The mathematical purpose of this lesson is for students to understand that measures of center can be more or less representative of a data set based on the data distribution shape. Previously, students learned names used to describe typical shapes of data distributions and how to interpret data based on the shape. Students have also learned how to find the mean and median and use them to represent typical values in a data set. In the associated Algebra lesson, students will explore the effect of extreme values on these two measures of center. This lesson will continue to build on the understanding that the median is the preferred measure of center for skewed data for upcoming lessons. Students reason abstractly and quantitatively (MP2) when they make a connection between balance point and mean as well as when they decide which measure of center more accurately represents what is typical of a data set.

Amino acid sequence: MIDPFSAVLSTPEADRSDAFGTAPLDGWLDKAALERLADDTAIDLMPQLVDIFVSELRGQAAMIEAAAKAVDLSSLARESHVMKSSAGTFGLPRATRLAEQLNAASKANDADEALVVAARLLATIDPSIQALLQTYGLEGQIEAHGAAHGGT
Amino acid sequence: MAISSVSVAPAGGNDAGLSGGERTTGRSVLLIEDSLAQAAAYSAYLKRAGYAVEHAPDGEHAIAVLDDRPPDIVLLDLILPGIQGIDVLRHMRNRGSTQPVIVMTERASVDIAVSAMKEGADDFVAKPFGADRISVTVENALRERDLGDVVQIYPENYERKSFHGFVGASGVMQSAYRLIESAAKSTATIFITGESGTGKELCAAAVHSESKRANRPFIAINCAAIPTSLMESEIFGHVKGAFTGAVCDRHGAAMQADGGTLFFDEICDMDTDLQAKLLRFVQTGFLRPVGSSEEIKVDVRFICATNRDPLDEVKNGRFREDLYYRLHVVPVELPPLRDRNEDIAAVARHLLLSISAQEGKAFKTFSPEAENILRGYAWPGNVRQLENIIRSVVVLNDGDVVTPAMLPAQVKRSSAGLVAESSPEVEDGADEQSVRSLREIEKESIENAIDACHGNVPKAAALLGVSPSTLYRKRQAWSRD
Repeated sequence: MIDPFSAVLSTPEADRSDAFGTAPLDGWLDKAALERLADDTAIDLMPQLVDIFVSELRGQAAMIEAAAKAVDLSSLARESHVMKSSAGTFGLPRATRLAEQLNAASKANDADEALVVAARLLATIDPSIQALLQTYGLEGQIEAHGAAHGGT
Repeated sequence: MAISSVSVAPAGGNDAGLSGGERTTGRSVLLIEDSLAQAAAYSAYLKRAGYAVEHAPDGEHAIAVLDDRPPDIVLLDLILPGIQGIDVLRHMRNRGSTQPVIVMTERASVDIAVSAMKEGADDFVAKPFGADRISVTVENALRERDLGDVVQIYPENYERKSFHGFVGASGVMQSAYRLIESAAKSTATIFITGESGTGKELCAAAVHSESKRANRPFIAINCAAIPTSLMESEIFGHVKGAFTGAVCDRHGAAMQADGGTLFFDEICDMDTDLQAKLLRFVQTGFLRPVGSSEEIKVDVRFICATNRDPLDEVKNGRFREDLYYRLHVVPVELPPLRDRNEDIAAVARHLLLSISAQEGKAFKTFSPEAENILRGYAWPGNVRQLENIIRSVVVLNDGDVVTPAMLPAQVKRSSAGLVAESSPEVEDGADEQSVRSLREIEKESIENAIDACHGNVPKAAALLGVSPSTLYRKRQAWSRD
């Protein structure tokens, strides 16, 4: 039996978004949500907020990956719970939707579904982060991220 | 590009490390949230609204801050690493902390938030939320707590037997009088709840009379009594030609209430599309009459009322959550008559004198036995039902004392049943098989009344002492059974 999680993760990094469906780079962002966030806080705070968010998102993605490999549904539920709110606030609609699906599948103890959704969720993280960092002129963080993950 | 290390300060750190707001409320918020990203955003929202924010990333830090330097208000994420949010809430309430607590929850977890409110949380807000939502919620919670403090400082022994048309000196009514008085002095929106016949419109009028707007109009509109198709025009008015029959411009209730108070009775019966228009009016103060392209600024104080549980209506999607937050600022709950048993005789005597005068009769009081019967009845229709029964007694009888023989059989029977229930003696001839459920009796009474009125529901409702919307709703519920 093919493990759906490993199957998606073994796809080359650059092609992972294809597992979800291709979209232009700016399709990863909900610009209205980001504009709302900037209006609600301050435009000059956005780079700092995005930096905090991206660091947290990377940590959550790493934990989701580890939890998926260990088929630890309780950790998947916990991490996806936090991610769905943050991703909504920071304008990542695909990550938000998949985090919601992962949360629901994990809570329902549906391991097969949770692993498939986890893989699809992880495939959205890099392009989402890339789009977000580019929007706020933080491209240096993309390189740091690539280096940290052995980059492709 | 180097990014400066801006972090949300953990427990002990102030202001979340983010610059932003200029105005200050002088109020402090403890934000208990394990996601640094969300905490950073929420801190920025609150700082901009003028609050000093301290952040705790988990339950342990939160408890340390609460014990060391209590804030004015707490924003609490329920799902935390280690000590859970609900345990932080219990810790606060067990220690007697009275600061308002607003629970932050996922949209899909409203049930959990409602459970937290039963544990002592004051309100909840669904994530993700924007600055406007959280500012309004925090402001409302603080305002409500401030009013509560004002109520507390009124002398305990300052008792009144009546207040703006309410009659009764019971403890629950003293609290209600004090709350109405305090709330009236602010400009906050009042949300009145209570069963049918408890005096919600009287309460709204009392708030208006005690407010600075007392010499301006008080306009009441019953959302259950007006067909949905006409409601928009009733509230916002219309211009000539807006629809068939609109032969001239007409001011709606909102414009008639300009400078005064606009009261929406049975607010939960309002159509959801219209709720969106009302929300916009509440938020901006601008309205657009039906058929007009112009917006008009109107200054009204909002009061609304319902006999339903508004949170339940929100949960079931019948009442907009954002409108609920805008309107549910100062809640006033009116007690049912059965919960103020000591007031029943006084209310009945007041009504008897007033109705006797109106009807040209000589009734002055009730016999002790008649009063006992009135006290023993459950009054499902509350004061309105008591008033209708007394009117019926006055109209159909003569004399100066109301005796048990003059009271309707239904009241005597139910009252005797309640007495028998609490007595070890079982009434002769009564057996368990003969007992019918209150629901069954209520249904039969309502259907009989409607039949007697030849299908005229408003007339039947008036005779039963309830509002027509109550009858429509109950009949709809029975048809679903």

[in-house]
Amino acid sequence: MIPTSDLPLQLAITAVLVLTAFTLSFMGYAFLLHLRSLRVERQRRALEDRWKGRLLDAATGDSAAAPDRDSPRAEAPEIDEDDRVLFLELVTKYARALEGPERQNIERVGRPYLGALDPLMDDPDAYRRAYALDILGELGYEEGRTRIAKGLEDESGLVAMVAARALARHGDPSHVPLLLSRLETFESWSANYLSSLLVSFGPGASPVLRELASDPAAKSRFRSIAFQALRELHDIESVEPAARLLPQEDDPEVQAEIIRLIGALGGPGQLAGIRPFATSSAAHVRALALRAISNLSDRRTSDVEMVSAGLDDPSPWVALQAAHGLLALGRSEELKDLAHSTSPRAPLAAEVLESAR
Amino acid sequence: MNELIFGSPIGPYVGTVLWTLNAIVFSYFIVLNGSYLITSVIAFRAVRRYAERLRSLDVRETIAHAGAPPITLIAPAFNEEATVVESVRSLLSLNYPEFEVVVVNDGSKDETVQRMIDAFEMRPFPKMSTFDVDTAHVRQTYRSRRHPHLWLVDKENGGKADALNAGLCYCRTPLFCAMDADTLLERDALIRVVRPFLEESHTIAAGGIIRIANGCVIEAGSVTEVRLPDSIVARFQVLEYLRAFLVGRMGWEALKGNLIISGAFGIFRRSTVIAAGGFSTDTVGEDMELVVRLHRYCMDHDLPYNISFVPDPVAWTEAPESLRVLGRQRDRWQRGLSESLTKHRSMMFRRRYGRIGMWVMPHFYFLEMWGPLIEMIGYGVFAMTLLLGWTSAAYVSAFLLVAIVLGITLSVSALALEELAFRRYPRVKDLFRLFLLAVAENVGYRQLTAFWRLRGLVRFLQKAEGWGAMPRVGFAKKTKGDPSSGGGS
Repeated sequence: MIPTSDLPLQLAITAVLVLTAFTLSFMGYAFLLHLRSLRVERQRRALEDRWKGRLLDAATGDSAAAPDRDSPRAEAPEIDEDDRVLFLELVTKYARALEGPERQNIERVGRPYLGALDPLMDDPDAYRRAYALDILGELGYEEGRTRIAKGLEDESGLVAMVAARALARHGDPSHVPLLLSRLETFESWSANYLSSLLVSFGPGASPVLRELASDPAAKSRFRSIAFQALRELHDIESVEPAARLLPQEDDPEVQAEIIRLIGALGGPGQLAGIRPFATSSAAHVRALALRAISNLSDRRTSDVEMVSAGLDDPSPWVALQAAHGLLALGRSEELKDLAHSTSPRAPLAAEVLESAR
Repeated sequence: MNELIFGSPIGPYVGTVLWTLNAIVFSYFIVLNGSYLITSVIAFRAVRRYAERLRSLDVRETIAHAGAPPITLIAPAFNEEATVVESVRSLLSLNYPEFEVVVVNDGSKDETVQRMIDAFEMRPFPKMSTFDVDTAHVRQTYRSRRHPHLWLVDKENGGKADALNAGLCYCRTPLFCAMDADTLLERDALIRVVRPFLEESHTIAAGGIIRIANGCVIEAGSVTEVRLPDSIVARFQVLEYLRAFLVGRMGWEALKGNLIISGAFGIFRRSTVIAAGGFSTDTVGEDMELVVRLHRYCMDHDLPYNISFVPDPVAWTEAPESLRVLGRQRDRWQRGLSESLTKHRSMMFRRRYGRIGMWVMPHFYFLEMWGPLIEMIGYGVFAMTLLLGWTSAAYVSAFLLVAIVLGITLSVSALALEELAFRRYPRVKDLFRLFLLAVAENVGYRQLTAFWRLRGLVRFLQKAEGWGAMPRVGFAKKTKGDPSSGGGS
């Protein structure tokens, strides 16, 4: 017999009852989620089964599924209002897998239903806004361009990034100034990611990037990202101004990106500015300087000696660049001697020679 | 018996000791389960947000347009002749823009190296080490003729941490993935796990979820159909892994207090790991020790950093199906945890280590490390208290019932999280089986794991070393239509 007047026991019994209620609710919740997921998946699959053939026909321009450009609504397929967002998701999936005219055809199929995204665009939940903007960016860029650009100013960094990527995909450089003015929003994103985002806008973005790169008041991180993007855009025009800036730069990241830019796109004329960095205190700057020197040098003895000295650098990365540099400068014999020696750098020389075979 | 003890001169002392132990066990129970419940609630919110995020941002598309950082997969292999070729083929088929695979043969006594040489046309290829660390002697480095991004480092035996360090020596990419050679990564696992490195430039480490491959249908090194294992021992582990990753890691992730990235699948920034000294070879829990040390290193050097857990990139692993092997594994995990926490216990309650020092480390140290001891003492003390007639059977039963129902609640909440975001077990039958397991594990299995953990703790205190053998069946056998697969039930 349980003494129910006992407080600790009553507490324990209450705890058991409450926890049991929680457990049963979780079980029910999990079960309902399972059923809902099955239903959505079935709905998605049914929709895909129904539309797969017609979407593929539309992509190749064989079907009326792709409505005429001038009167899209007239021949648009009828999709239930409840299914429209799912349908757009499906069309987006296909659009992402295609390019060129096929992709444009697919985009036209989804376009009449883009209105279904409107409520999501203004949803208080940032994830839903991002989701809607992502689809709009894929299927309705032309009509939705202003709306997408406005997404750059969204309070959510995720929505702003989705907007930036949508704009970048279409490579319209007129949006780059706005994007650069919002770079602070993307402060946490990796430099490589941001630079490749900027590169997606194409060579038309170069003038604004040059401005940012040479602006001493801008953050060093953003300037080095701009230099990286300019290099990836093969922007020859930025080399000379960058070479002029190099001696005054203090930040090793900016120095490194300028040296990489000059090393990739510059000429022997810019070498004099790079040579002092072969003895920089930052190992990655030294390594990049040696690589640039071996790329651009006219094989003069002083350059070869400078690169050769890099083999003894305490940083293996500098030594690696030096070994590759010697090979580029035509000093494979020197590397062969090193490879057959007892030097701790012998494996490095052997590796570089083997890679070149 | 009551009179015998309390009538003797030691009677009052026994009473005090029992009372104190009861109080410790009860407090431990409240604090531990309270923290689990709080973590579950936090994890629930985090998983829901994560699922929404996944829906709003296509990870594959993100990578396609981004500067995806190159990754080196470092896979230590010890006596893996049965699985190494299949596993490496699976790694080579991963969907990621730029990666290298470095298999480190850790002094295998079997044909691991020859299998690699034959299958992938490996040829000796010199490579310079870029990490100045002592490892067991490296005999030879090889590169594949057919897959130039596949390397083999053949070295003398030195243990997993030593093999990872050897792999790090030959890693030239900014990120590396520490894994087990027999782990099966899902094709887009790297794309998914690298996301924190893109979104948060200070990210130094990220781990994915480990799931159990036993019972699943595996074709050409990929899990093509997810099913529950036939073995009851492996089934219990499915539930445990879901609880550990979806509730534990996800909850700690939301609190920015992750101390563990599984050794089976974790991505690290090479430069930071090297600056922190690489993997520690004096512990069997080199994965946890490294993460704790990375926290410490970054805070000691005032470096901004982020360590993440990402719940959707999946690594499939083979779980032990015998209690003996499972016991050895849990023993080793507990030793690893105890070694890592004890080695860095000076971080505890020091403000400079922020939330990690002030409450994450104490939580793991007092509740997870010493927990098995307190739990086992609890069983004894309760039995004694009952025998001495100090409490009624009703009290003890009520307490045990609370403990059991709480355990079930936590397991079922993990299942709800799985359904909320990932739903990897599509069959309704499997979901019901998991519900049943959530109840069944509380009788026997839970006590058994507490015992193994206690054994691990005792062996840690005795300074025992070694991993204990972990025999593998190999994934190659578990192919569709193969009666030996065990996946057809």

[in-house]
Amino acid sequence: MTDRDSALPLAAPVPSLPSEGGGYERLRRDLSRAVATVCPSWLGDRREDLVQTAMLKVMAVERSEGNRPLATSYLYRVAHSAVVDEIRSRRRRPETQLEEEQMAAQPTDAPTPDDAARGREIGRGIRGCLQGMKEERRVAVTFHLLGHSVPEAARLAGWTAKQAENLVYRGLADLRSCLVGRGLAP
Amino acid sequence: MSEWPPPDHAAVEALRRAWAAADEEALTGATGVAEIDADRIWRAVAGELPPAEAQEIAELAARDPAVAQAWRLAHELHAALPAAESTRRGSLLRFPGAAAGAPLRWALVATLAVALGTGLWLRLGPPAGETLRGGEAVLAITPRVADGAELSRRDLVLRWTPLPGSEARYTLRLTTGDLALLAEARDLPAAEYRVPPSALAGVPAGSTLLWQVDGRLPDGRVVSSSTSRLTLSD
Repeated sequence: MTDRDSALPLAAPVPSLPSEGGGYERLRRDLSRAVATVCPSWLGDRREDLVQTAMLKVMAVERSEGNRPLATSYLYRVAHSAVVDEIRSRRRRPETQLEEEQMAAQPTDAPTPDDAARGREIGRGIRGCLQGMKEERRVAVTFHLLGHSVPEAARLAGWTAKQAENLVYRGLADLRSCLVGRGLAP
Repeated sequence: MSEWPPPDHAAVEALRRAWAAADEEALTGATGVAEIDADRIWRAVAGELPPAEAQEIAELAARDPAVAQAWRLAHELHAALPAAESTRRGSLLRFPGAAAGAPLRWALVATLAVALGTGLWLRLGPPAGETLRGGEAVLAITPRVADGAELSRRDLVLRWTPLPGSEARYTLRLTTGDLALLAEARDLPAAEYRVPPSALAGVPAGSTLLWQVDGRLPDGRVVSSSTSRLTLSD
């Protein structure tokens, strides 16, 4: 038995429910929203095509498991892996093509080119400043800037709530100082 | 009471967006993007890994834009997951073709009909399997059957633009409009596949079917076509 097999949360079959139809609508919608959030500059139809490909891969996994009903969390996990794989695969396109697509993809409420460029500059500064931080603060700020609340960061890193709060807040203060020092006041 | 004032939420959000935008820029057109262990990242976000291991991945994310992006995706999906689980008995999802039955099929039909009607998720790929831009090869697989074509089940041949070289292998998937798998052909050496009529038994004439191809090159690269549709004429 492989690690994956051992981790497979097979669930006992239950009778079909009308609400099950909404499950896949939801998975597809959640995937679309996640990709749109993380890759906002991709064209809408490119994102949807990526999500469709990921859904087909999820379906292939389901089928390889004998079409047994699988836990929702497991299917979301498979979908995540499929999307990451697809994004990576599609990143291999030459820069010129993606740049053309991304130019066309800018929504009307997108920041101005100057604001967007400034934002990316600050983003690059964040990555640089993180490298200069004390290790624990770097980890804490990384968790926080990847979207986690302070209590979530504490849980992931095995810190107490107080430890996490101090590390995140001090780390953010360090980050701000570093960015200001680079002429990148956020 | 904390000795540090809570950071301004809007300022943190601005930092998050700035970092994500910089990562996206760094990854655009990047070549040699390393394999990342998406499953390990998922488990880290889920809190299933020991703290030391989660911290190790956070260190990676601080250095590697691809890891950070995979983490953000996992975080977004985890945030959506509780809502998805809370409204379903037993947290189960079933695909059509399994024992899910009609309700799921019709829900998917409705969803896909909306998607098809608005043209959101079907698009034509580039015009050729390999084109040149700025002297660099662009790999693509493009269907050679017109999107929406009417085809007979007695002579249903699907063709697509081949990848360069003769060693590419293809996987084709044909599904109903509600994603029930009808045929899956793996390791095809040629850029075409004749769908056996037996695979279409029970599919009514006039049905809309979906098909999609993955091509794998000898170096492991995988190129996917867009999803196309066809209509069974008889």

The Balance Point activity in this lesson works best when each student has access to the digital applet, because they can experiment with many examples of data sets to see how the shape of the distribution affects the mean.
Lesson overview
- 10.1 Warm-up: Estimation: Lamp Post (5 minutes)
- 10.2 Activity: Balance Point (20 minutes)
- 10.3 Activity: Mean vs. Median (15 minutes)
Learning goals:
- Understand the relationship between the measures of center and the shape of data.
Learning goals (student facing):
- Let’s explore the relationship between measures of center and the shape of data.
Required materials:
- Meter sticks
- Pennies
Required preparation:
- The digital version is recommended for all classes over the paper and pencil version.
- If using the digital version, acquire computers or tablets that can run the applet, one for every 1–2 students.
- If technology is not available, there is a paper and pencil alternative.
Standards:
- This lesson builds on the standard: CCSS.6.SP.B.5.dMS.6.SP.5dMO.6.DSP.B.5d
- This lesson builds towards the standard: CCSS.HSS-ID.A.3MS.S-ID.3MO.A1.DS.A.3
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